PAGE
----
UPDATE: Get this. Blizzard "bleeps out" the word "rape" on their forums. I'm trying to decide how fucked up that is right now.
UPDATE II: I cross-posted some of this on the WoW forums, and Loteno responded with this:
Actually, there was something ressembling that in the WoW beta.
Back when Undead could understand common, a neat little "game" surfaced on some PvP servers. It was called "Strip or Die". I'm sure you can figure out the rules. Of course, they'd pick on the lowbies - and corpse-camped them for good measure if they refused, too. Naturally, lude comments were made if someone did strip.
This led to forum debates about whether or not it was possible to "take advantage" of someone online. There was a lovely, and oh-so-creepy article about what some called the first internet (well, that word will get censored anyway, so...) that happened in a MUD, through the use of some kind of "voodoo doll" program that you could use to make actions under a different person's name.
The whole "Strip or Die" thing was really, really creepy, really, really sad, really, really disturbing, and really, really didn't belong in the game.
Yup - and that's why the Undead can't speak common. It wasn't just "trash talking" - oh no.
I should preface this post by stating that I have absolutely no insider information of any kind about their corporate workings...only an eye for the obvious.Lithose took issue with the OP, though, in the same thread:
When Vivendi bought Blizzard, much of Blizzard's developing talent left. Some of these were Diablo and Starcraft developers. They went to various other projects, including Hellgate: London and Arenanet. It's unclear whether they were fired, or merely quit.
Now let's look at Blizzard's remaining talent pool. To call this leftover talent pool "shallow as a kiddie wader" wouldn't be an understatement. I'll focus on their most notorious developers: Rob Pardo ("Enoyis"), Jeff Kaplan ("Tigole Bitties"), and Alex Afrasiabi ("Furor Planedefiler"). These guys were hardcore Everquest guild leaders, the sort of people who thought 24 hour raids should be the next olympic sport. Between them is zero prior MMORPG design experience.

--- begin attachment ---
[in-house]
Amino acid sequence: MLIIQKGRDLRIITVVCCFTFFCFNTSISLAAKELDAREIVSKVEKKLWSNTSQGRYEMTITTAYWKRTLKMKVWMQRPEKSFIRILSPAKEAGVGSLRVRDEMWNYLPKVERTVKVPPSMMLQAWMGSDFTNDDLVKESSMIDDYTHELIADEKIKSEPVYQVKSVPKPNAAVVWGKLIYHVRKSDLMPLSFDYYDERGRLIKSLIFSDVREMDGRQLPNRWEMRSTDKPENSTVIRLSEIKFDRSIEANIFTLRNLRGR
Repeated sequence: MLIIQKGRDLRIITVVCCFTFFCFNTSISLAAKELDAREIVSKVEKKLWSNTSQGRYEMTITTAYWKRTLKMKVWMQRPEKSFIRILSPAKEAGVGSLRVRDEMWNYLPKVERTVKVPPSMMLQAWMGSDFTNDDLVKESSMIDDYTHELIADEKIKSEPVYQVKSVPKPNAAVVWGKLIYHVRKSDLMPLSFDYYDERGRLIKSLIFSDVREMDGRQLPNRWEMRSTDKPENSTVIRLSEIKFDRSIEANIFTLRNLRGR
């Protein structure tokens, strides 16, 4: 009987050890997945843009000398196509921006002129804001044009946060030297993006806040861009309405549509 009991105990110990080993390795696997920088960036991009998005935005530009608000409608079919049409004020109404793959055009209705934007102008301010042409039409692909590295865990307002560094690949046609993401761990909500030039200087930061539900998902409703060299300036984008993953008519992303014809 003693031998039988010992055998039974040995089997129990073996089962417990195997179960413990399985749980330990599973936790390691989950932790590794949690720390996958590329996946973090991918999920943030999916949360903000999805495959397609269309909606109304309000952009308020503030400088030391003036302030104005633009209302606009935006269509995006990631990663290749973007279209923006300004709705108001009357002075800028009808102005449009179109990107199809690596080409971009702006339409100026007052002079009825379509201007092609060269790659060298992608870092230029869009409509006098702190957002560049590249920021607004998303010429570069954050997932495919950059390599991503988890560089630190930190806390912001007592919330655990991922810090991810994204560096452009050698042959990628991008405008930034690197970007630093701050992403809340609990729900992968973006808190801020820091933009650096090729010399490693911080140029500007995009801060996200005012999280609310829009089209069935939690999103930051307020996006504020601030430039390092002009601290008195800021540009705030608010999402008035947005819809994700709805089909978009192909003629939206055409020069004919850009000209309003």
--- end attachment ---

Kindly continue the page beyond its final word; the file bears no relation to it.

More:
Furor and Tigole hated hybrid classes. Their anti-hybrid stance was notorious in Everquest. Furor was an obnoxious baby who organized server crash protests because Paladins out-tanked him in the EQ Planes of Power expansion. He was a loudmouthed brat who didn't care a lick about taking all the fun out of the game for other people.
Tigole was his best friend.
With several of the original WoW developers gone, these two geniuses were suddenly in positions of influence, in a game with three hybrid classes. Two guys who crashed servers because, for whatever petty and childish reason, they saw red whenever someone with a mana bar out-tanked Furor's pwecious warrior.
Tigole and Furor have been working on wow since early beta, they have influenced every aspect of the game. Padro has been the VP of blizz since before WoW came out, and for the most part has been their "Lead" in making excellent games.Mezmo offered a more balanced observation:
Tig/Fur also didn't hate hybrid classes..They simply hated seeing certain non-hybrid classes die out. You see, in EQ, paladins and shadow knights (Anti paladins), by PoP (And expac) and beyond, gained the ability to tank better then any other class, heal and, because of "knight only" weapons and certain agro abilities, produced much more agro then a warrior.
In the end, hybrids eclipsed all other classes, and just like in WoW, it needed to be balanced, these two simply voiced their opinion, but thye were "far" from hating hybrids, thats just an idiotic statement.
Basically true.As for myself, I'd add that Tigole reportedly designed Duskwood, my favorite zone in the game (thus far).
But what the chumps on this board here don't realize is that those two are responsible for FAR more fun parts of the game than you give them credit for. Also they have NOTHING to do with class design.